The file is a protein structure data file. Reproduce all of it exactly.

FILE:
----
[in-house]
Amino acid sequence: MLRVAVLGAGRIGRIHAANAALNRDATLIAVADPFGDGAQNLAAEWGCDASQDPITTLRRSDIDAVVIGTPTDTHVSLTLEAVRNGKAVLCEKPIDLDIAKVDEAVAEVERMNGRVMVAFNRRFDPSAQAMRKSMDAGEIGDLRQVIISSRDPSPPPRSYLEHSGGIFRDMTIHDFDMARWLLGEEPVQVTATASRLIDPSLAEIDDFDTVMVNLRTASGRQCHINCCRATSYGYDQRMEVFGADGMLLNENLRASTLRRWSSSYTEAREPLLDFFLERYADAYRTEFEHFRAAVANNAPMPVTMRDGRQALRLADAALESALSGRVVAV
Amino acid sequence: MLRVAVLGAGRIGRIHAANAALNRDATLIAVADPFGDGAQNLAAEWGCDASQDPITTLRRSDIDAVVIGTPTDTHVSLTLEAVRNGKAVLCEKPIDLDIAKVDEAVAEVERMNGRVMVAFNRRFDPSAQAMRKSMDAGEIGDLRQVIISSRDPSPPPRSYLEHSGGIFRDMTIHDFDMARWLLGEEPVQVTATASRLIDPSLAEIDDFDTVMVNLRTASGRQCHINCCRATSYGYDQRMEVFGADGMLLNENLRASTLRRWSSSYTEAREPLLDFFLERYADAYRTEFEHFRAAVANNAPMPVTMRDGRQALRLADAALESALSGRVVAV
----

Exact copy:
[in-house]
Amino acid sequence: MLRVAVLGAGRIGRIHAANAALNRDATLIAVADPFGDGAQNLAAEWGCDASQDPITTLRRSDIDAVVIGTPTDTHVSLTLEAVRNGKAVLCEKPIDLDIAKVDEAVAEVERMNGRVMVAFNRRFDPSAQAMRKSMDAGEIGDLRQVIISSRDPSPPPRSYLEHSGGIFRDMTIHDFDMARWLLGEEPVQVTATASRLIDPSLAEIDDFDTVMVNLRTASGRQCHINCCRATSYGYDQRMEVFGADGMLLNENLRASTLRRWSSSYTEAREPLLDFFLERYADAYRTEFEHFRAAVANNAPMPVTMRDGRQALRLADAALESALSGRVVAV
Amino acid sequence: MLRVAVLGAGRIGRIHAANAALNRDATLIAVADPFGDGAQNLAAEWGCDASQDPITTLRRSDIDAVVIGTPTDTHVSLTLEAVRNGKAVLCEKPIDLDIAKVDEAVAEVERMNGRVMVAFNRRFDPSAQAMRKSMDAGEIGDLRQVIISSRDPSPPPRSYLEHSGGIFRDMTIHDFDMARWLLGEEPVQVTATASRLIDPSLAEIDDFDTVMVNLRTASGRQCHINCCRATSYGYDQRMEVFGADGMLLNENLRASTLRRWSSSYTEAREPLLDFFLERYADAYRTEFEHFRAAVANNAPMPVTMRDGRQALRLADAALESALSGRVVAV